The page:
When I tell people that my new novel is set against the backdrop of the Paris Floods of 1910, I tend to get blank looks. What floods? Well, these ones.
I saw some of these images online around the time of the centenary and, as these things do, they burrowed deep into my mind when I was thinking about writing a new book. Paris at this time was the city of the future, a place where nature had, it seemed, been firmly put in her place. The new métro was being extended; there were telephones and electric lights; hotels proudly proclaimed they had gas on all floors; there were cars on the streets and the first Paris Air Show held in 1909 proclaimed that man now had control of the skies as well as the earth.
The floods of late January 1910 showed how quickly that apparent control could disappear as many of Paris’s innovations were turned against her. The swelling river found ways to break through the embankments via forgotten waterways and the new sewers and métro tunnels, causing flooding in areas that were a good way away from the river. The pavements gave way leaving sink holes gaping in the middle of Hausmann’s elegant and ordered boulevards. The Chamber of Deputies was reachable only by boat and what seemed on the first days to be a mild diversion, a few streets turned into a little Venice on the outskirts of town, became a frightening and disastrous threat. The sound of wreckage hitting the Paris bridges was said to sound like artillery fire. The electricity began to fail and the municipal clocks all stopped as the water fought modernity and won. There were reports that the Eiffel Tower itself was shifting and in danger of collapse. The glories of the Louvre were saved only by the heroic actions of workers and soldiers who raced to keep building up the embankment, protecting the Palace as the waters continued to rise and rise. Paris was awed and, perhaps briefly, humbled. Saint Sulpice was thrown open to shelter refugees flooded out of their homes, the theatres held special benefits to collect contributions for those affected and in the end there was a sense of the city, so divided by inequalities in wealth, coming together for support and comfort. The waters did not care if you were rich or poor, and though as always the poor suffered most, they did not this time suffer alone.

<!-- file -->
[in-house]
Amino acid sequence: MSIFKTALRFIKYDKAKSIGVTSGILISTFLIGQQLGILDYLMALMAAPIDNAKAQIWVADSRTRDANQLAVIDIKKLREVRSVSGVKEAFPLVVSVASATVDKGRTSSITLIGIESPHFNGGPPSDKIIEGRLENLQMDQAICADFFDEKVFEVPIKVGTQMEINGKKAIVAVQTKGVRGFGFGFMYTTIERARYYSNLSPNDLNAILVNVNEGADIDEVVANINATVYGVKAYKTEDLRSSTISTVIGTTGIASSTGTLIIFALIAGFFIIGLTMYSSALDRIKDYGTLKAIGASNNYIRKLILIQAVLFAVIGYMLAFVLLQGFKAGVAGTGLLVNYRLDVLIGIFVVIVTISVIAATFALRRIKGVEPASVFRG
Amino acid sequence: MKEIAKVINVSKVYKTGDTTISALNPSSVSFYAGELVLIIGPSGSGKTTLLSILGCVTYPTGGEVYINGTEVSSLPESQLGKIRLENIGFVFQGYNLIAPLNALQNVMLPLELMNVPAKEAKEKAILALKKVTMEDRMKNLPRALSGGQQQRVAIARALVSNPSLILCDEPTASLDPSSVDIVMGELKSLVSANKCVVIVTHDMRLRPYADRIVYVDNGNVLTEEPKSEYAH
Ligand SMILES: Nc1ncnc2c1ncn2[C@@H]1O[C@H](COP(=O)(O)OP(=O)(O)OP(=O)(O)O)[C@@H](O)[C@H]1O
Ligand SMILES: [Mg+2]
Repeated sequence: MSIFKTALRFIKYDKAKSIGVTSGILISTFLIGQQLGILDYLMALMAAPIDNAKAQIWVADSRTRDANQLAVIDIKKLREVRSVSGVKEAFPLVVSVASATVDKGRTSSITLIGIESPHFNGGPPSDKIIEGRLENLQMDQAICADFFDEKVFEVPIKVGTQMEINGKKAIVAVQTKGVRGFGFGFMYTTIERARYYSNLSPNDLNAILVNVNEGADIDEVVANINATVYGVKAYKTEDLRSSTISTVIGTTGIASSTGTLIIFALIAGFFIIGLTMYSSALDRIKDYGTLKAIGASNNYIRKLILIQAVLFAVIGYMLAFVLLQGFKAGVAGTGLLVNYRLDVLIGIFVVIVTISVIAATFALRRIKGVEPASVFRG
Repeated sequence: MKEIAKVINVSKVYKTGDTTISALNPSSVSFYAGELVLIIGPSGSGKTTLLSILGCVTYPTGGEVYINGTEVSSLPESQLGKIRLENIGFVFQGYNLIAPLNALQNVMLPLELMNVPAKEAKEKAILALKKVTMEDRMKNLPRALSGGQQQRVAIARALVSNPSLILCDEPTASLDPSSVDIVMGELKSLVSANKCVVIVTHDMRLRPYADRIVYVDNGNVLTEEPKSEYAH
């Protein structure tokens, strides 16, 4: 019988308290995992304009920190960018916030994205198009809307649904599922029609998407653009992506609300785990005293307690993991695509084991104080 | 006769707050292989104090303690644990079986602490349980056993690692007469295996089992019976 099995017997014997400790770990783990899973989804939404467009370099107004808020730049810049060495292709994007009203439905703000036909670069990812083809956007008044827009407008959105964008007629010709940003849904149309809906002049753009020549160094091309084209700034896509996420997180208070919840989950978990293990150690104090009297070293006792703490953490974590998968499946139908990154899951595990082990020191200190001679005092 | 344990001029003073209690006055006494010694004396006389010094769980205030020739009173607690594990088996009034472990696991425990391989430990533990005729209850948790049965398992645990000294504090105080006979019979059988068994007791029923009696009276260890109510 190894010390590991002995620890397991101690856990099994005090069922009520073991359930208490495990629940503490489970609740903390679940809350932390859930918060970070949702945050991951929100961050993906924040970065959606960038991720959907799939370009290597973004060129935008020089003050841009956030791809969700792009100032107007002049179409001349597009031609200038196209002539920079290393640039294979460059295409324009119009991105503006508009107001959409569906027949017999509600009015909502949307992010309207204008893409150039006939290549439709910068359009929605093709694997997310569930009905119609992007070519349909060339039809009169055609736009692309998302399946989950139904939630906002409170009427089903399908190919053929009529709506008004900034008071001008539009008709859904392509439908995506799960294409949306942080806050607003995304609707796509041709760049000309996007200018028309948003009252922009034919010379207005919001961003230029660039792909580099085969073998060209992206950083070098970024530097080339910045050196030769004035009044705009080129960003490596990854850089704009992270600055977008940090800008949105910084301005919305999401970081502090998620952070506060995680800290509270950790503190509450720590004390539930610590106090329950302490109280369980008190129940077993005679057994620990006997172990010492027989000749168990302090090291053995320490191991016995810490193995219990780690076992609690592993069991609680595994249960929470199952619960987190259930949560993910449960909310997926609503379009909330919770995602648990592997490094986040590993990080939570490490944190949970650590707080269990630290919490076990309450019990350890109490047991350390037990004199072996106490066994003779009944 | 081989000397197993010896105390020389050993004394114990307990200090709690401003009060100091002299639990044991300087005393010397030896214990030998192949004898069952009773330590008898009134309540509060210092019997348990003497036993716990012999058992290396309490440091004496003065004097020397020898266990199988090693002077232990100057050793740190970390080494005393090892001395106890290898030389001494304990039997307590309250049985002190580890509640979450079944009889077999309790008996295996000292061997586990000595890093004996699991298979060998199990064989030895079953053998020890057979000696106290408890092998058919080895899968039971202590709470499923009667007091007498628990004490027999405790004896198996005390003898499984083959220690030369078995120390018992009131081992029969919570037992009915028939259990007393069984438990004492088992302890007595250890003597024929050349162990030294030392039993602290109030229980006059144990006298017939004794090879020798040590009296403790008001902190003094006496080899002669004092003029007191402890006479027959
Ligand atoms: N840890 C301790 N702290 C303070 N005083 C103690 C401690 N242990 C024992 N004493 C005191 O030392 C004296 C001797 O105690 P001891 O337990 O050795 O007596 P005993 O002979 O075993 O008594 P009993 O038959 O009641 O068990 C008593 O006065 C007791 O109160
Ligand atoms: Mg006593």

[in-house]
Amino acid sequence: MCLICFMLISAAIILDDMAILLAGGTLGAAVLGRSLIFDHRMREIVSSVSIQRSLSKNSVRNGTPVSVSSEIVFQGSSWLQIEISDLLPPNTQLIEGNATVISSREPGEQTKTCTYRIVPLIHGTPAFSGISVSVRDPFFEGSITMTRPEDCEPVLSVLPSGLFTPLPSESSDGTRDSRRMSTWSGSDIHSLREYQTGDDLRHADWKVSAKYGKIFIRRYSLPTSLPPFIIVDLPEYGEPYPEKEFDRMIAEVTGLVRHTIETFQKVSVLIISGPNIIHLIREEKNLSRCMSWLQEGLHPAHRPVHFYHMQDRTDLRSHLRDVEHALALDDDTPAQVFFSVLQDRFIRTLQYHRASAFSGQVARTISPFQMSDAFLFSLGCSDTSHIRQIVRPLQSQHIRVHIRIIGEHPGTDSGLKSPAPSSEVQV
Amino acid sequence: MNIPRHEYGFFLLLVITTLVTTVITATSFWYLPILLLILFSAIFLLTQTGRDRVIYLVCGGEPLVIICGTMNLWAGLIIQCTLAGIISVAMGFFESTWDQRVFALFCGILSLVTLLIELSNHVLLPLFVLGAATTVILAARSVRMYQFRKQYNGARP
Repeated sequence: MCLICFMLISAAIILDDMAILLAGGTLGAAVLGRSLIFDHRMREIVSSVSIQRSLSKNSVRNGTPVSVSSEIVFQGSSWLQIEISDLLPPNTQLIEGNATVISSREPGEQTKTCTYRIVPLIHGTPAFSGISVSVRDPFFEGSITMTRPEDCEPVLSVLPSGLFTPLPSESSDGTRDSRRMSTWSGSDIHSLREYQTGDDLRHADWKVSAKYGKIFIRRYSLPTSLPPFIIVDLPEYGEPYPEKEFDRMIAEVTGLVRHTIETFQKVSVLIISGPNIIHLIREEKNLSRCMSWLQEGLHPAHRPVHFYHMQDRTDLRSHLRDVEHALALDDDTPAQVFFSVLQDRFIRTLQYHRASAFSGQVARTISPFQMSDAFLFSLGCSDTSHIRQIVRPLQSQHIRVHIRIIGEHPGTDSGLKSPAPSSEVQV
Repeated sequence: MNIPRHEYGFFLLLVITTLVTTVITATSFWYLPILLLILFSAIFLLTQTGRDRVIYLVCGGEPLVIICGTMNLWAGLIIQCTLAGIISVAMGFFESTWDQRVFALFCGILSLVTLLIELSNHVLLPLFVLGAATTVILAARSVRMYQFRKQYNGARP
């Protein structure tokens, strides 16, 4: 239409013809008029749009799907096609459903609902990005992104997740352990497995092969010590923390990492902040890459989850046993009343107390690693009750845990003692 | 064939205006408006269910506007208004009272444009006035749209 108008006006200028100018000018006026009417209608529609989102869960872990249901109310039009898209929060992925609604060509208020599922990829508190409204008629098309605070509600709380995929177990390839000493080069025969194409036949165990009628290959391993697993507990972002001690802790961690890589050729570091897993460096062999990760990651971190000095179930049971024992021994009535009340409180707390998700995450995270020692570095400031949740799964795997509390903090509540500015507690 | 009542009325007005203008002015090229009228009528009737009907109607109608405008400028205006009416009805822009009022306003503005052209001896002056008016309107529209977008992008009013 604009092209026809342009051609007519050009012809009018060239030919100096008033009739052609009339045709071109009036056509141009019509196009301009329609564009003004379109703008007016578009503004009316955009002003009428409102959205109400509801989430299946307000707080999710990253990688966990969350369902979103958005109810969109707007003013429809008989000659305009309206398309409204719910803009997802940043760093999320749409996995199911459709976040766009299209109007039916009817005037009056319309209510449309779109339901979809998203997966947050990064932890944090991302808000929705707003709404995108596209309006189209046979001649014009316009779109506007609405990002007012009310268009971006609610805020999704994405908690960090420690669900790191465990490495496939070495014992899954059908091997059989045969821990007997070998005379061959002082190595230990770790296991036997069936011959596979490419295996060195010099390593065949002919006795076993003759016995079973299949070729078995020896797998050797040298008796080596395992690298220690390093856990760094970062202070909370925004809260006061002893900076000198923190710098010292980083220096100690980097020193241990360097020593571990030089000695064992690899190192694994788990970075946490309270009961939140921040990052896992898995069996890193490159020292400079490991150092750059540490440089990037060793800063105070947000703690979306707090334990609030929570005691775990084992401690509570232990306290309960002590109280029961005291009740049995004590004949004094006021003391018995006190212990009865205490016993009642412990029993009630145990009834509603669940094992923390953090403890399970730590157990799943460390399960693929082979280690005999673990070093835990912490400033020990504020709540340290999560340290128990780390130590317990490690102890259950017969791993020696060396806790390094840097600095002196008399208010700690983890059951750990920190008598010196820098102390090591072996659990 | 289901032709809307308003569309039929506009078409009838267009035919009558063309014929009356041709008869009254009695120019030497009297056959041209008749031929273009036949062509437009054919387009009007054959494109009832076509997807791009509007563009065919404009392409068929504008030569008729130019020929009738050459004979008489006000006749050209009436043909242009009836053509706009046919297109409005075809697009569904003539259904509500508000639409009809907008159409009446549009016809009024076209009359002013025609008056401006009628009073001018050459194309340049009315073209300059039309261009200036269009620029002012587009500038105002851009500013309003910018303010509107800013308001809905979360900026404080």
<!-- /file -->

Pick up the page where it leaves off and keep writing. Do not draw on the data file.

The image of the city, so ordered and confident, being eaten away by forces it could not control or understand became the central image of my novel. The idea that just when you feel most secure the waters might be eating away at the foundations haunted me through the writing. I finished it feeling we should all be suspicious of what seems like solid ground.
For a non-fiction account of the floods, I recommend Paris Under Water by Jeffrey H. Jackson
My novel, The Paris Winter, is published on 11th April.
Fabulous images - I can certainly see how they got stuck in your mind! Looking forward to your book which sounds gripping -
This sounds amazing! Extra interesting given that we are all at risk of rising water levels now ourselves. I shall look forward to reading about it.
Great post, Imogen. I didn't know anything about it either. The photographs were chilling. I am so looking forward to reading it.
Thank you all! I admit one of the real pleasures of Researching Paris Winter rather than the Westerman and Crowther series was being able to look at the heaps of photographs.
I've got your book on order, Imogen - I'm really looking forward to it!
I had no idea about these floods. And the book sounds wonderful.
Must read! I've seen pictures of the floods but the loud impacts of wreckage hitting the bridges will stay for a long time in my mind!
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